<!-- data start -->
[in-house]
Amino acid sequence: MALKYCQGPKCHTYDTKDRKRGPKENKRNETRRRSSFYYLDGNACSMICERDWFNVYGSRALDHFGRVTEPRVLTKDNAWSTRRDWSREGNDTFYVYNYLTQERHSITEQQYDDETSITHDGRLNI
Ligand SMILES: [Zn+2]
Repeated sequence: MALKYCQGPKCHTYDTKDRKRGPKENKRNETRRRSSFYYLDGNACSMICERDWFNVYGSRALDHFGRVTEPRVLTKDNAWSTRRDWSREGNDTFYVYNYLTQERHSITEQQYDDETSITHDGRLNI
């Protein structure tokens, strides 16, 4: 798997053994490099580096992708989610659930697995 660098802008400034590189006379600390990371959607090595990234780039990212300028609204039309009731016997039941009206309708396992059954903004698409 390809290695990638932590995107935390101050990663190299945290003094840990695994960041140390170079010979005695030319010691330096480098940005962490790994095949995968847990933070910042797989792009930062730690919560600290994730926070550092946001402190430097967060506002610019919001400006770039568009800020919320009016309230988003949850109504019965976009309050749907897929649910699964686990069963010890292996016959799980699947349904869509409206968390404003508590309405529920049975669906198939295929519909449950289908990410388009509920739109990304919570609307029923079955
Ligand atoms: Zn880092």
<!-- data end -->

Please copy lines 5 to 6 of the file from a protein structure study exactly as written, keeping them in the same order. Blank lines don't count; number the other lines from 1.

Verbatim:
């Protein structure tokens, strides 16, 4: 798997053994490099580096992708989610659930697995 660098802008400034590189006379600390990371959607090595990234780039990212300028609204039309009731016997039941009206309708396992059954903004698409 390809290695990638932590995107935390101050990663190299945290003094840990695994960041140390170079010979005695030319010691330096480098940005962490790994095949995968847990933070910042797989792009930062730690919560600290994730926070550092946001402190430097967060506002610019919001400006770039568009800020919320009016309230988003949850109504019965976009309050749907897929649910699964686990069963010890292996016959799980699947349904869509409206968390404003508590309405529920049975669906198939295929519909449950289908990410388009509920739109990304919570609307029923079955
Ligand atoms: Zn880092």